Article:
This blog contains material I wrote and posted on between the years 2005 and 2011 only. It does not contain any new material. For newer writing, please check my main blog (Bill the Butcher).

Tuesday, 27 November 2012

Devil Demons Of Doom

“The devilish merchants of death and devastation unleashed the wave of destruction they had come to commit.”

Now how would you react if I’d written something like that in one of my stories or essays? Huh?

I’m reading a book on the jihad attack on Bombay in November 2009, called, imaginatively, 26/11 Mumbai Attacked. Basically a copy-paste job from news reports, it comprises a series of “essays” from various notables on the attacks, and is far from worthy of reviewing. But this isn’t a review. In fact, apart from noting that the book is full of errors of fact, that any and all claims by anyone willing to talk to the writers is apparently accepted as fact without need of corroboration, and that various contributors openly contradict each other, I’m hardly going to refer to the topic of the book at all.

What struck me as I went through the turgid writing that fills the pages of that volume is the sheer amount of purple prose, prose so purple that any fifteen-year-old back in my old school would have blushed to write such stuff (no, the quote I started off with isn't taken directly from it, but is a pastiche of various similar quotes in the book). And the strangest part is that the essays written by media people, TV reporters and journalists, are infinitely worse in this respect than the couple of contributions by relatively normal humans (Julio Ribeiro, a former cop, and Bachi Karkaria, a humour columnist).

But really that shouldn’t have surprised me at all. Most Indian journalists (and certainly all who would contribute to something like this book) are not just incompetence personified, they are so full of trite phrases, so ready to reuse the same old hackneyed line, that I’ve often wondered if it’s a requirement of their training courses that they paint their words a royal purple. And when presented with a chance to write as they will, without apparently too many space restrictions, they’ve done their worst.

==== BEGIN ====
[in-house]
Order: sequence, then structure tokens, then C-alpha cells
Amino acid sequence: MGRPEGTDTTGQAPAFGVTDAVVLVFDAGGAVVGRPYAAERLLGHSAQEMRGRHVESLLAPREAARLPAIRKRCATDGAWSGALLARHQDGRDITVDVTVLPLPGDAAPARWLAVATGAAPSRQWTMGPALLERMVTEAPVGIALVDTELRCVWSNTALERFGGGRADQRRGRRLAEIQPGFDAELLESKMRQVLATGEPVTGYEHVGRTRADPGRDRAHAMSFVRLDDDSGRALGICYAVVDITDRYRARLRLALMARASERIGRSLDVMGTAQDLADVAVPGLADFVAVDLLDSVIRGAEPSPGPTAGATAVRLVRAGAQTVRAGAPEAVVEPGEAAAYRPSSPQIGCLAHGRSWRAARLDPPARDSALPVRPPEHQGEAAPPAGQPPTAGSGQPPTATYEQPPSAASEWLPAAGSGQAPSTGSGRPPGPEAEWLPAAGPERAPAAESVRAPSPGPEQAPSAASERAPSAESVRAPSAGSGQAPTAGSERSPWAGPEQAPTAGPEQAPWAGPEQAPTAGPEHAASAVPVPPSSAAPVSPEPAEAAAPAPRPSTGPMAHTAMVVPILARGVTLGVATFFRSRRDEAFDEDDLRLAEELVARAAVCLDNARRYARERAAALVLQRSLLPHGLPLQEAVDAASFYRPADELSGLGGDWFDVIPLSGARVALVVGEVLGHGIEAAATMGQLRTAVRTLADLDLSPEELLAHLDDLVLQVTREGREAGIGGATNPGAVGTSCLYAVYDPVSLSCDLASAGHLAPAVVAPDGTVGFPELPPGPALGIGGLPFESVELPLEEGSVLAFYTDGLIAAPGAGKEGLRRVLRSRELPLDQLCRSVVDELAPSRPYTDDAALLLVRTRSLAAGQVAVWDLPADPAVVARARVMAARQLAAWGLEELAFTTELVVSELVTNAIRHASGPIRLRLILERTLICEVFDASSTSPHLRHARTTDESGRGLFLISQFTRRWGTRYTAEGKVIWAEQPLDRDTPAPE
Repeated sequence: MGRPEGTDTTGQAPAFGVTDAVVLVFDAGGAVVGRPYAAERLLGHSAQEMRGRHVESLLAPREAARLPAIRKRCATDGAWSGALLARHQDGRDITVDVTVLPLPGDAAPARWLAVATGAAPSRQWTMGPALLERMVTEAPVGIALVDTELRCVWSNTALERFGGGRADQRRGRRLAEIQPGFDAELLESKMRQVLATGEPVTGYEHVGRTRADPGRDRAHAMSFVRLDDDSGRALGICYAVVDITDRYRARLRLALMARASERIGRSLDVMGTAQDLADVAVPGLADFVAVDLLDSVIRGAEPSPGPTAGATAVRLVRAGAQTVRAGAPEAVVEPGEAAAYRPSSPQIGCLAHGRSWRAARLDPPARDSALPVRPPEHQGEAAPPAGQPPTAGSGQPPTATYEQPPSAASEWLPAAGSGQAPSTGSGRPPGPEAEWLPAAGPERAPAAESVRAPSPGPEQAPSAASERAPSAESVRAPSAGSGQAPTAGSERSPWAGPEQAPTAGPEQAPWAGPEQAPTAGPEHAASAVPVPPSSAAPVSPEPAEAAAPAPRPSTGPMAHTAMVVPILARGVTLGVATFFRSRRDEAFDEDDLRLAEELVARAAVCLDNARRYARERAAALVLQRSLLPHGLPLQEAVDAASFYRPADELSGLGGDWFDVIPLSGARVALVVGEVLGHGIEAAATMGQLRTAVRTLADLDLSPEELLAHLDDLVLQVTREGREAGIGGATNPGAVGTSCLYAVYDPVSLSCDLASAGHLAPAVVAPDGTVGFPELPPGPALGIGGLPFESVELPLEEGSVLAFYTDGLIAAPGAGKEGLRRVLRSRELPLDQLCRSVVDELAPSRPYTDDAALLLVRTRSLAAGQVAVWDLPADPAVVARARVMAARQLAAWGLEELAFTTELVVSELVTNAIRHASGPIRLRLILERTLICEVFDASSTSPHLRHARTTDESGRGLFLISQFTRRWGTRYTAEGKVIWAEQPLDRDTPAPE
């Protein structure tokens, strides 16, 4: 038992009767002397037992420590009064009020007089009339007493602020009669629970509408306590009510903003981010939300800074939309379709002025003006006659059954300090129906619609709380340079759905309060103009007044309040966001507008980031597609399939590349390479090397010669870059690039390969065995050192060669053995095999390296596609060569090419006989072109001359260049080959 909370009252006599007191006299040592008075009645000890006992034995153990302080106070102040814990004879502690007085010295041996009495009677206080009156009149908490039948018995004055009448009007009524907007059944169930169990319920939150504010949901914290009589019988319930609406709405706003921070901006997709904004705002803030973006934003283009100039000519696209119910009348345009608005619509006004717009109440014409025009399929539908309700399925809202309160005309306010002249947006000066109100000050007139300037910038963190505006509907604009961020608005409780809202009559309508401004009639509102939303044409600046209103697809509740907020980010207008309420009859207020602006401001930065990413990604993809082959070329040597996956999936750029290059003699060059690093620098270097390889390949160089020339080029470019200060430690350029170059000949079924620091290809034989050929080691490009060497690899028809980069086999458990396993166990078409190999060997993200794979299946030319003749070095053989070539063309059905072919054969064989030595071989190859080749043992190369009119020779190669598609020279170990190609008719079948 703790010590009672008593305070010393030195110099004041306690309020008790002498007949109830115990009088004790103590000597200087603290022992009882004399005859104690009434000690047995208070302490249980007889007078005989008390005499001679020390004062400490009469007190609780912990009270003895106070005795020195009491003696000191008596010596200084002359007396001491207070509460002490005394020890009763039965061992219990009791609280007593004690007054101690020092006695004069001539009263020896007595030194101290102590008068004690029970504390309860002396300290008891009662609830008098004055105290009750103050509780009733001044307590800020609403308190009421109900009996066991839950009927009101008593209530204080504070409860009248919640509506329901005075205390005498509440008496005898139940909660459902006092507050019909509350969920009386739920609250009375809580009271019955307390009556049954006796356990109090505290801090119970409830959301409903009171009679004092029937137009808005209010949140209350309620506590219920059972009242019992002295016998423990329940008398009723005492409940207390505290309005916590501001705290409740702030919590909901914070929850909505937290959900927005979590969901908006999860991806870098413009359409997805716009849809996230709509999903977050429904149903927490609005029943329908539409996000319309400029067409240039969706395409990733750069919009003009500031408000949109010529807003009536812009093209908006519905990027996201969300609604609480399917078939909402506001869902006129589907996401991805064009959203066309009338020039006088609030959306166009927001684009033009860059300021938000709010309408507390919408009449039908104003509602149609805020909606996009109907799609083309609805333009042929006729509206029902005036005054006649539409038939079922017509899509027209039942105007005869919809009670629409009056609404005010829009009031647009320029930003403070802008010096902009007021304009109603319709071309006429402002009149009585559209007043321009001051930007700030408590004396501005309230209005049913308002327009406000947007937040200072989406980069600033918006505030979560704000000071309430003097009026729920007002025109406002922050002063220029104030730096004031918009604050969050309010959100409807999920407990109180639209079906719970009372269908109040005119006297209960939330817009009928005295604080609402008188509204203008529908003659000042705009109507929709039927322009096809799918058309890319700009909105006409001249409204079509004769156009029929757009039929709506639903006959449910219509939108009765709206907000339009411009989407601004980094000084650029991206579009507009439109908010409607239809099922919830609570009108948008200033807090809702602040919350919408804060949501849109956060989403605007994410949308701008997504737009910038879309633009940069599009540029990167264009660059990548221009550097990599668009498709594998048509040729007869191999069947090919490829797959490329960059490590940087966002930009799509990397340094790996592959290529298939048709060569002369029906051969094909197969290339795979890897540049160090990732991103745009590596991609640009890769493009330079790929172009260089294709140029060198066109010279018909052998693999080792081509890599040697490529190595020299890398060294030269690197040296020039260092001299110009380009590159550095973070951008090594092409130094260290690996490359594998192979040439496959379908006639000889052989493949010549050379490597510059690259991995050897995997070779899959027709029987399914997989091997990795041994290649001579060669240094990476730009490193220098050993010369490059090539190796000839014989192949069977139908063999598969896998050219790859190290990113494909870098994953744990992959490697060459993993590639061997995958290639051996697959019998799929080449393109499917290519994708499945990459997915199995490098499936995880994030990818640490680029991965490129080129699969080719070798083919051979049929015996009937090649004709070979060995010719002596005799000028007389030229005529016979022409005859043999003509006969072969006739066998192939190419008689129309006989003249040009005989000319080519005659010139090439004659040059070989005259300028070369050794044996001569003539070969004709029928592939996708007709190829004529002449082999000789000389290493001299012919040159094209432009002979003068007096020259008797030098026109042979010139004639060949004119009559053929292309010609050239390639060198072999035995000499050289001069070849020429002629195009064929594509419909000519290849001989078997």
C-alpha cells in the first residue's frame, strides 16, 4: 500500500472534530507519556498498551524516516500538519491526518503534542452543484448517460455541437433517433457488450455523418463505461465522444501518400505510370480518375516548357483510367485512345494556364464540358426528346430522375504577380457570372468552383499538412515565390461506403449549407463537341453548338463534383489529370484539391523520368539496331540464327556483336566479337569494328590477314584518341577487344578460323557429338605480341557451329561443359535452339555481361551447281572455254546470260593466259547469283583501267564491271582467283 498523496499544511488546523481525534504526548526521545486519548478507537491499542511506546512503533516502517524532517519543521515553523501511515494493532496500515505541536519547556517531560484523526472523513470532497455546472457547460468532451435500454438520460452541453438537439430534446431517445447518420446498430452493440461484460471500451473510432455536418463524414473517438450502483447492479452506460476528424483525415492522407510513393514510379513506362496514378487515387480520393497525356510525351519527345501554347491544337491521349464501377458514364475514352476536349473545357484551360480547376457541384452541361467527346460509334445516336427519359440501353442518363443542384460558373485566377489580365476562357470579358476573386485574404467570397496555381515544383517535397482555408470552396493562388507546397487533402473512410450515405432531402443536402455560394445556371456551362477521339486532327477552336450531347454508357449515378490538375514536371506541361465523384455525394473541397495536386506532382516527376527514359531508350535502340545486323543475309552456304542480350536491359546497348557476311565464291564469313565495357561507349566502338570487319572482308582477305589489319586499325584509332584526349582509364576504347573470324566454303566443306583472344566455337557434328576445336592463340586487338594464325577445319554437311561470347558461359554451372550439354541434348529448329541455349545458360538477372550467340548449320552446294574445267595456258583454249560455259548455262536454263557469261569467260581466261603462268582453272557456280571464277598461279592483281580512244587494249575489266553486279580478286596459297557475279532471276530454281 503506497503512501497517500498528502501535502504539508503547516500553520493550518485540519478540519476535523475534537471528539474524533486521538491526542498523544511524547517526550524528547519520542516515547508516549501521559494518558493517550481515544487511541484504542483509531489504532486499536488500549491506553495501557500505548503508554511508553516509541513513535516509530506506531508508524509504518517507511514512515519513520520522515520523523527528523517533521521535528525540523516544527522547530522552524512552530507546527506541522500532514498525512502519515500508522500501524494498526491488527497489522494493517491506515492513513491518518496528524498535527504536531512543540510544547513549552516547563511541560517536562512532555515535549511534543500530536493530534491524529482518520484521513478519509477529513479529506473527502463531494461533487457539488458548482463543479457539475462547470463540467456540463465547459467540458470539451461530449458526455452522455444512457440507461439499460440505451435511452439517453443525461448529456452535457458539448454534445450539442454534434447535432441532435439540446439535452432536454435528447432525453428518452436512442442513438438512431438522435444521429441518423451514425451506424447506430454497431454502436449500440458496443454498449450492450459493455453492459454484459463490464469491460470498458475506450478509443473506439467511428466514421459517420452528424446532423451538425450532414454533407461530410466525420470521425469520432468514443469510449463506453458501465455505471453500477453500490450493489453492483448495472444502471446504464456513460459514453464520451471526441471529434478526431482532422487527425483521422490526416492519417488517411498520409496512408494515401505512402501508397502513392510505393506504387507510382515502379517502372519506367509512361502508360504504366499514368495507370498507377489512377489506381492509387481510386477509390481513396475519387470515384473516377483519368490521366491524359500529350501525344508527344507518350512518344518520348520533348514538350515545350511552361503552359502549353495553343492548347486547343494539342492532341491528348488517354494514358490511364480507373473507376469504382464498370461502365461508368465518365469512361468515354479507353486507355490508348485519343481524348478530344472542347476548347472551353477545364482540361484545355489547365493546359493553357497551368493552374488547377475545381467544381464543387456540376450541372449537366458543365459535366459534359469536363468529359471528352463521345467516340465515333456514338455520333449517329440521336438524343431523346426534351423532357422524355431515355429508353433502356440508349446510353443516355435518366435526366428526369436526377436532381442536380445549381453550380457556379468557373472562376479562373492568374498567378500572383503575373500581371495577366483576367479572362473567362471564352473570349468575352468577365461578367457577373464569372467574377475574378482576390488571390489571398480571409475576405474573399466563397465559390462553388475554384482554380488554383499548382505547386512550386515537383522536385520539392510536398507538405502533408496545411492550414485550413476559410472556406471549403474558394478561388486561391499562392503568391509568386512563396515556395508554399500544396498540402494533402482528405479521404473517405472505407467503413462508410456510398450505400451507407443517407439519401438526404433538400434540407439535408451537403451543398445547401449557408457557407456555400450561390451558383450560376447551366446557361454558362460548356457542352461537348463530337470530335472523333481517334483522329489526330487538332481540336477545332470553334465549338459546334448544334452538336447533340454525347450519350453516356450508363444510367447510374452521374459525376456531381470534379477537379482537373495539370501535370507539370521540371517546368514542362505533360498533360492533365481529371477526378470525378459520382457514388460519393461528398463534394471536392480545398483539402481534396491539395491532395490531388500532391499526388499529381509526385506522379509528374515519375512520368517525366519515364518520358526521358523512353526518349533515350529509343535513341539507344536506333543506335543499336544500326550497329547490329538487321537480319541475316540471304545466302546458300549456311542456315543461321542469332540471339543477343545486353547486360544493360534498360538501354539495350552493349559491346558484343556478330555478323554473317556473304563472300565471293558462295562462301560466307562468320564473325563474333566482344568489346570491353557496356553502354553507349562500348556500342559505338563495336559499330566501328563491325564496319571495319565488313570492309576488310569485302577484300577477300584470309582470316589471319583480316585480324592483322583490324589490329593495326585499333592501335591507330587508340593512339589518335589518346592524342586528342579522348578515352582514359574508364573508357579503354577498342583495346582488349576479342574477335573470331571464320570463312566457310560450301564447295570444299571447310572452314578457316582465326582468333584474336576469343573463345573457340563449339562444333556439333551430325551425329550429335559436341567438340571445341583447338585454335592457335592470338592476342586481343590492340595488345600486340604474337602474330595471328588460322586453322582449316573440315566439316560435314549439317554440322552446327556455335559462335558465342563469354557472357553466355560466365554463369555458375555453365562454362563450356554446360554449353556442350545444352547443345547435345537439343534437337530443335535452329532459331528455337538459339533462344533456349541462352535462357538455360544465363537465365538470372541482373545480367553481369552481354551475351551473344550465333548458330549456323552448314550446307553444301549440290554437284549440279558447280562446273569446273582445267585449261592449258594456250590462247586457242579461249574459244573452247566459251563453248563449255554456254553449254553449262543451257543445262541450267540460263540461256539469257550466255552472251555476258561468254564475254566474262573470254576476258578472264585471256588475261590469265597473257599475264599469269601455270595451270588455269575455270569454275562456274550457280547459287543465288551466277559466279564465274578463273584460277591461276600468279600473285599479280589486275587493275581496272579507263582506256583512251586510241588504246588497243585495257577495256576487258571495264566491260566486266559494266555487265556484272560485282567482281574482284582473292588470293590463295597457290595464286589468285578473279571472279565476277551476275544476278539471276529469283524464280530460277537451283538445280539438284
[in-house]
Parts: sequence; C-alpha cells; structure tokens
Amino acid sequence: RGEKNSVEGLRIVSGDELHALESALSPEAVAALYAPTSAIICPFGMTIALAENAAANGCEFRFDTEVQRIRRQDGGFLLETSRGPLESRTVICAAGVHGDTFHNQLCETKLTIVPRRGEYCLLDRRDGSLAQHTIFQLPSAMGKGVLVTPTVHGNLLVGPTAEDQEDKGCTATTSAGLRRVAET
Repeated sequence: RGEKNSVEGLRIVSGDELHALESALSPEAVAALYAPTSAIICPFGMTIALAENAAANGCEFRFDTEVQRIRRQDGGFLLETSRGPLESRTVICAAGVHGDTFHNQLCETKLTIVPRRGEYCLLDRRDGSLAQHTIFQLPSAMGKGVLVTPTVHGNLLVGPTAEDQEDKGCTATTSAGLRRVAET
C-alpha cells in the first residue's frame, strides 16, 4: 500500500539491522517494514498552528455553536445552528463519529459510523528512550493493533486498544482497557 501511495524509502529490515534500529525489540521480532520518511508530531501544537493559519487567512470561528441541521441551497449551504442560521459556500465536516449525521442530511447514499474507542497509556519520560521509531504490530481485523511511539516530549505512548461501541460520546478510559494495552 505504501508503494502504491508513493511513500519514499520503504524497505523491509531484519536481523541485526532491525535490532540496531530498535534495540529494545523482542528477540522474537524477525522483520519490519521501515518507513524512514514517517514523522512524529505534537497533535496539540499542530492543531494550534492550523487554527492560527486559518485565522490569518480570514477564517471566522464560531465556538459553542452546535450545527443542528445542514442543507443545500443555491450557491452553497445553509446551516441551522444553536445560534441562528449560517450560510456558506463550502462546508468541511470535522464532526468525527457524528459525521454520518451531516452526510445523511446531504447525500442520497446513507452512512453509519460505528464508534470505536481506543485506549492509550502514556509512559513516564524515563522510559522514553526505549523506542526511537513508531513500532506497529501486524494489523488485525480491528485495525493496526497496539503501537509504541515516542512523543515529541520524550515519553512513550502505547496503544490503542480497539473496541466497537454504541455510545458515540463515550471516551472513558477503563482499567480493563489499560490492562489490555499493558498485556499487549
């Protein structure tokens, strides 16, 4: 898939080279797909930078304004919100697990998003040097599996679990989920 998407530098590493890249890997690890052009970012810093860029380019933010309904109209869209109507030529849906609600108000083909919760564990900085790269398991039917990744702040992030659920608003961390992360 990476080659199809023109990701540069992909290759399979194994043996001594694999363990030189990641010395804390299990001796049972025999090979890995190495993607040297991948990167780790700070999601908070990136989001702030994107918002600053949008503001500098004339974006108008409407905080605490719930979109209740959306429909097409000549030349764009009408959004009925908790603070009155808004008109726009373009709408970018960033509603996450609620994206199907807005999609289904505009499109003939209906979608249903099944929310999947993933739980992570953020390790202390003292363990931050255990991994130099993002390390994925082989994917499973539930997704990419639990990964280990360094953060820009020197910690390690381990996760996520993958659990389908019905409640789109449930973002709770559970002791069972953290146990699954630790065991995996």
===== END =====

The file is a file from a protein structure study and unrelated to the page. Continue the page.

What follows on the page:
It’s part of the same syndrome of maltreatment of the English language that used to make me wince back when I still used to read Indian print newspapers, in which, as I pointed out once, if someone’s hit by a bullet and injured, he’s only shot at, but if he’s killed, then he’s beenshot; or a quip means a serious statement, or an official pronouncement, or indeed any spoken comment at all.

Take the “merchants of death” quote above. It’s probably the single most overused phrase to describe terrorism that I’ve ever come across. It has its positive points, of course. Like all purple prose, it fills up blank space on paper, and it saves people from having to think. Thinking, for so many people, is a terrible and daunting endeavour.
(Well, I suppose we should be grateful for small mercies. At least I didn't come across any reference to rivers of blood. So far.) 

Frankly, I could at least forgive those twits if they showed some originality in their purpling of the language. It’s their utter incompetence even in that that I can’t forgive.

What, you’re asking me if I could do better than these loons? You really think I couldn’t out-purple them if I tried?

Well, take this then:

“The demonic devils of doom delivered death, devastation and destruction on the denizens of the dozing metropolis.”

Cap that.

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